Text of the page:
Minority Health and Health Disparities Research

D Pop

Understanding environmental health disparities for older persons is critical given that they can be more affected by environmental and socioeconomic status (SES) factors due to baseline health, changing metabolism, or larger cumulative exposures. Harmful environmental exposures, such as air pollution, often occur in communities facing SES stressors including deteriorating housing, poor access to health care, high unemployment, crime, and poverty, which may exacerbate negative health effects.

The long-term objective of this project is to investigate, in collaboration with Michelle L. Bell’s team at Yale University, how environmental and SES factors, which represent modifiable risks, can jointly contribute to health disparities in the older population. The research team considers disparities in two separate but related forms:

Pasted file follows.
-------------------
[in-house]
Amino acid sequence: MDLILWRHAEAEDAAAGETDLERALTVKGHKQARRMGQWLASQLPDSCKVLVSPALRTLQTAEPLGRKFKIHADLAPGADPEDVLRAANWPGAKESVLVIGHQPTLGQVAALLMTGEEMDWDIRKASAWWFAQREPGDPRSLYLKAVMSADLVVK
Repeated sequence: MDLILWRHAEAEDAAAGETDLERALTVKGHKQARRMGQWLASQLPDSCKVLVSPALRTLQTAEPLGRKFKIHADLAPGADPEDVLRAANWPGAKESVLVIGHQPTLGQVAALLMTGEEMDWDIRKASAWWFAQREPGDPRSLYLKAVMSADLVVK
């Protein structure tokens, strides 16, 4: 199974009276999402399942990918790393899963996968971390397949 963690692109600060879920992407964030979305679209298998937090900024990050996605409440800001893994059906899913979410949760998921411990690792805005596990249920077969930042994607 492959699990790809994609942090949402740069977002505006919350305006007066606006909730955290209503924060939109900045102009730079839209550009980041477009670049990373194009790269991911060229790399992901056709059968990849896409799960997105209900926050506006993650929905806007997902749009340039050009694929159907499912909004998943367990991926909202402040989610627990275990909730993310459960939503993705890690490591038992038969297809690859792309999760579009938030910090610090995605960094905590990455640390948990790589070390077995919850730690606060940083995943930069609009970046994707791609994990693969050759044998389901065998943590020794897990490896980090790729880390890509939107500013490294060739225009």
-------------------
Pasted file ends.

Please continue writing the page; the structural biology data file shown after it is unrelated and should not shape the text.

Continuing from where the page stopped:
1. Differences in exposures (e.g., pollution levels) to environmental and SES factors 
  2. Differences in health response (e.g., relative risk) from exposures to environmental and SES factors

Analyses will identify the most effective foci for intervention and policy engagement by identifying the most significant common contributors to environmental health disparities for the elderly with the goal of promoting healthier lives. Findings will also inform future work on which specific subpopulations, pollutants, and SES factors are most relevant for environmental health disparities for the elderly.